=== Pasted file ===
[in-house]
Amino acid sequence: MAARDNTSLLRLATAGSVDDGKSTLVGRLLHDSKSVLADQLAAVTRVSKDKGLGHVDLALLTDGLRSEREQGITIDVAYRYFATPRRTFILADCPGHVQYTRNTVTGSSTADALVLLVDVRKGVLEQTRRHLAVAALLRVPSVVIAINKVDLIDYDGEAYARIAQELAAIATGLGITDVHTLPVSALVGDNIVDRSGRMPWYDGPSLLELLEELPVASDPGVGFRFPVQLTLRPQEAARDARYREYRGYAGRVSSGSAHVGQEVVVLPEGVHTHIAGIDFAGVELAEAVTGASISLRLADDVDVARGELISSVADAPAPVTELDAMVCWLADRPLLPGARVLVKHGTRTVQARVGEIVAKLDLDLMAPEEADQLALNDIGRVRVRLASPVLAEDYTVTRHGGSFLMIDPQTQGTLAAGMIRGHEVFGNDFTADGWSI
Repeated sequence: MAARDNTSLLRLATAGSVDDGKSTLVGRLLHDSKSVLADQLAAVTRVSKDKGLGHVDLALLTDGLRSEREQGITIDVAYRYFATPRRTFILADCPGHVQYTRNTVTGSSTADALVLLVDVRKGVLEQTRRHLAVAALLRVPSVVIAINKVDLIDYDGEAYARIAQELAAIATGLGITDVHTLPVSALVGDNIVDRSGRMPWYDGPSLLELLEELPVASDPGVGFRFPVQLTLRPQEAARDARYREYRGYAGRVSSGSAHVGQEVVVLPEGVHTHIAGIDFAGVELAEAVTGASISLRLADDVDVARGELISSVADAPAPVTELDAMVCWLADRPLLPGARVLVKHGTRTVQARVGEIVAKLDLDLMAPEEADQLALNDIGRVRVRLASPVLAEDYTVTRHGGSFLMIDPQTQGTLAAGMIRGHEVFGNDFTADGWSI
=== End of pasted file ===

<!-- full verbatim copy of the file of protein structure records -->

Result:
[in-house]
Amino acid sequence: MAARDNTSLLRLATAGSVDDGKSTLVGRLLHDSKSVLADQLAAVTRVSKDKGLGHVDLALLTDGLRSEREQGITIDVAYRYFATPRRTFILADCPGHVQYTRNTVTGSSTADALVLLVDVRKGVLEQTRRHLAVAALLRVPSVVIAINKVDLIDYDGEAYARIAQELAAIATGLGITDVHTLPVSALVGDNIVDRSGRMPWYDGPSLLELLEELPVASDPGVGFRFPVQLTLRPQEAARDARYREYRGYAGRVSSGSAHVGQEVVVLPEGVHTHIAGIDFAGVELAEAVTGASISLRLADDVDVARGELISSVADAPAPVTELDAMVCWLADRPLLPGARVLVKHGTRTVQARVGEIVAKLDLDLMAPEEADQLALNDIGRVRVRLASPVLAEDYTVTRHGGSFLMIDPQTQGTLAAGMIRGHEVFGNDFTADGWSI
Repeated sequence: MAARDNTSLLRLATAGSVDDGKSTLVGRLLHDSKSVLADQLAAVTRVSKDKGLGHVDLALLTDGLRSEREQGITIDVAYRYFATPRRTFILADCPGHVQYTRNTVTGSSTADALVLLVDVRKGVLEQTRRHLAVAALLRVPSVVIAINKVDLIDYDGEAYARIAQELAAIATGLGITDVHTLPVSALVGDNIVDRSGRMPWYDGPSLLELLEELPVASDPGVGFRFPVQLTLRPQEAARDARYREYRGYAGRVSSGSAHVGQEVVVLPEGVHTHIAGIDFAGVELAEAVTGASISLRLADDVDVARGELISSVADAPAPVTELDAMVCWLADRPLLPGARVLVKHGTRTVQARVGEIVAKLDLDLMAPEEADQLALNDIGRVRVRLASPVLAEDYTVTRHGGSFLMIDPQTQGTLAAGMIRGHEVFGNDFTADGWSI